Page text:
|NEWS RELEASE||September 4, 2007|
Prostate Cancer Survival Improves with Low-Fat Vegan Diet, New Study Shows
Levels of Hormones That Feed Tumors Are Lower in Men Who Consume Less Fat and More Fiber
WASHINGTON—Men who increase consumption of cancer-fighting vegetarian foods and avoid foods that feed tumor growth, such as dairy products and meat, may significantly increase chances of living longer after prostate cancer diagnosis, say the authors of a new review in September’s Nutrition Reviews.
According to lead author Susan Berkow, Ph.D., C.N.S., and her colleagues, high-fat, low-fiber diets raise circulating testosterone, estradiol, and insulin levels, which in turn may fuel prostate cancer cell growth. Among men with the highest intake of saturated fat, the risk of dying from prostate cancer is three times higher than among men with the lowest intake, the authors found.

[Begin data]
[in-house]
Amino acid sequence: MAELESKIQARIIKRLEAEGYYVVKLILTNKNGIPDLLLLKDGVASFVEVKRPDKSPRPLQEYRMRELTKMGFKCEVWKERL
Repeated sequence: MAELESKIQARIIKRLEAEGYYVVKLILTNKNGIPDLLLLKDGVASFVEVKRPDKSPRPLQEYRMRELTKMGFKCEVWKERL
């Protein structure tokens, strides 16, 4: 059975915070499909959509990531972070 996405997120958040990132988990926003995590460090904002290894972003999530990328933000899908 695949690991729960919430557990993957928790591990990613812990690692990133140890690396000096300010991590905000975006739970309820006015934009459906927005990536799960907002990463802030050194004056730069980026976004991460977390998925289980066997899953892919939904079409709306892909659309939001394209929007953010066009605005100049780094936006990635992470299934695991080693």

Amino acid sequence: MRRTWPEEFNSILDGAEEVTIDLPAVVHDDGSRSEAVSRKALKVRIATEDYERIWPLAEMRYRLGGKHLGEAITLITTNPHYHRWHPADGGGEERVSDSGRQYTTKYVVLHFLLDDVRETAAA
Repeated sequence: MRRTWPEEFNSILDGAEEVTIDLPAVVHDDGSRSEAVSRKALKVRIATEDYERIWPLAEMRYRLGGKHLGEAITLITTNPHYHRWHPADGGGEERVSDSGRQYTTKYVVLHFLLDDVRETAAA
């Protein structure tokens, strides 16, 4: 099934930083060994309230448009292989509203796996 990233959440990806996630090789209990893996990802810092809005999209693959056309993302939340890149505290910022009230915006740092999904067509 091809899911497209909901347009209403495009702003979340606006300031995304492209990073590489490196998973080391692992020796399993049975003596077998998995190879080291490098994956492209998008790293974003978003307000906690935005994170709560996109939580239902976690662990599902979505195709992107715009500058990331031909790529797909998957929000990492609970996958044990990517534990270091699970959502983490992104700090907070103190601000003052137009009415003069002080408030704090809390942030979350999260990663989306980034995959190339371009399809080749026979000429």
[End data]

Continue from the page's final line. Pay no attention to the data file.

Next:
“For men diagnosed with prostate cancer, the key to improving the odds of survival is avoiding high-fat fare and instead choosing fruits, vegetables, beans and other cancer-fighting vegetarian foods,” says Dr. Berkow. “Many of the nutrients found in familiar foods appear to inhibit the growth of malignant cells.” Dr. Berkow is a nutrition scientist and consultant with the Physicians Committee for Responsible Medicine. Co-authors are Neal D. Barnard, M.D., and Gordon A. Saxe, M.D., Ph.D.
The 76 published studies analyzed for the current review include the groundbreaking work by Dr. Dean Ornish that shows serum from patients following a low-fat vegan diet inhibits the growth of cultured prostate cancer cells eight times more than serum from a standard diet group. Several studies, including Dr Ornish’s, found that patients on a low-fat, plant-based diet experience a significant decrease in PSA levels, a marker for prostate cancer progression.
Founded in 1985, the Physicians Committee for Responsible Medicine is a nonprofit health organization that promotes preventive medicine, conducts clinical research, and encourages higher standards for ethics and effectiveness in research.